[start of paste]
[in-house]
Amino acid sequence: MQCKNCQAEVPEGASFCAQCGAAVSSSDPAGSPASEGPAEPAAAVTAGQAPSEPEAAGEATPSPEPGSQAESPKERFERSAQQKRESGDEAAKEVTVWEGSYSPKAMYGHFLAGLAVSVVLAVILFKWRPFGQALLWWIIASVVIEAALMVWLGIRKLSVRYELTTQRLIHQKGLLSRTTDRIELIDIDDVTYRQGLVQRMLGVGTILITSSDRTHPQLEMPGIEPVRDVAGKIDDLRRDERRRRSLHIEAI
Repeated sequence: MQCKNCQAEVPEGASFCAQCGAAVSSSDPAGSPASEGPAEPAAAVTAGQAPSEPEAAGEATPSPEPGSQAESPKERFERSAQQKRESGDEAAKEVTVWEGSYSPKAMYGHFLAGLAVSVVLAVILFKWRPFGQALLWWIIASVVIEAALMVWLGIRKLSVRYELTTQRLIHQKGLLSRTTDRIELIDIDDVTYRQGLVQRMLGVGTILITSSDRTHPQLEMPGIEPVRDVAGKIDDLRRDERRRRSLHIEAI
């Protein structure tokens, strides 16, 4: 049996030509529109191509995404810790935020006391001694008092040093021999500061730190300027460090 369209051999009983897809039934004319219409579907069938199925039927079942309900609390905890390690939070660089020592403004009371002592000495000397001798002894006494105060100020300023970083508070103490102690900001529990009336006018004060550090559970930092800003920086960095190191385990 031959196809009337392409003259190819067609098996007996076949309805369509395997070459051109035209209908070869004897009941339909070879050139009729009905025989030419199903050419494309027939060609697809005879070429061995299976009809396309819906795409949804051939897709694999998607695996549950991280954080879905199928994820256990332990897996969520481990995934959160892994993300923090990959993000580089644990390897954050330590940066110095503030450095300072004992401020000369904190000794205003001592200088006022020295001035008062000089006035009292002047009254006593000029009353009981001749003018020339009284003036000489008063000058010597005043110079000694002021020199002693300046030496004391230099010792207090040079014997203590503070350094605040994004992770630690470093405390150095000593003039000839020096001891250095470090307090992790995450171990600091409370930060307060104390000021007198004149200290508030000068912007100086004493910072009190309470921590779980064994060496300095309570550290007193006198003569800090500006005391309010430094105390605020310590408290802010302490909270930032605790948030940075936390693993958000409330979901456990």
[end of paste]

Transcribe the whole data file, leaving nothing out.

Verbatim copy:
[in-house]
Amino acid sequence: MQCKNCQAEVPEGASFCAQCGAAVSSSDPAGSPASEGPAEPAAAVTAGQAPSEPEAAGEATPSPEPGSQAESPKERFERSAQQKRESGDEAAKEVTVWEGSYSPKAMYGHFLAGLAVSVVLAVILFKWRPFGQALLWWIIASVVIEAALMVWLGIRKLSVRYELTTQRLIHQKGLLSRTTDRIELIDIDDVTYRQGLVQRMLGVGTILITSSDRTHPQLEMPGIEPVRDVAGKIDDLRRDERRRRSLHIEAI
Repeated sequence: MQCKNCQAEVPEGASFCAQCGAAVSSSDPAGSPASEGPAEPAAAVTAGQAPSEPEAAGEATPSPEPGSQAESPKERFERSAQQKRESGDEAAKEVTVWEGSYSPKAMYGHFLAGLAVSVVLAVILFKWRPFGQALLWWIIASVVIEAALMVWLGIRKLSVRYELTTQRLIHQKGLLSRTTDRIELIDIDDVTYRQGLVQRMLGVGTILITSSDRTHPQLEMPGIEPVRDVAGKIDDLRRDERRRRSLHIEAI
């Protein structure tokens, strides 16, 4: 049996030509529109191509995404810790935020006391001694008092040093021999500061730190300027460090 369209051999009983897809039934004319219409579907069938199925039927079942309900609390905890390690939070660089020592403004009371002592000495000397001798002894006494105060100020300023970083508070103490102690900001529990009336006018004060550090559970930092800003920086960095190191385990 031959196809009337392409003259190819067609098996007996076949309805369509395997070459051109035209209908070869004897009941339909070879050139009729009905025989030419199903050419494309027939060609697809005879070429061995299976009809396309819906795409949804051939897709694999998607695996549950991280954080879905199928994820256990332990897996969520481990995934959160892994993300923090990959993000580089644990390897954050330590940066110095503030450095300072004992401020000369904190000794205003001592200088006022020295001035008062000089006035009292002047009254006593000029009353009981001749003018020339009284003036000489008063000058010597005043110079000694002021020199002693300046030496004391230099010792207090040079014997203590503070350094605040994004992770630690470093405390150095000593003039000839020096001891250095470090307090992790995450171990600091409370930060307060104390000021007198004149200290508030000068912007100086004493910072009190309470921590779980064994060496300095309570550290007193006198003569800090500006005391309010430094105390605020310590408290802010302490909270930032605790948030940075936390693993958000409330979901456990």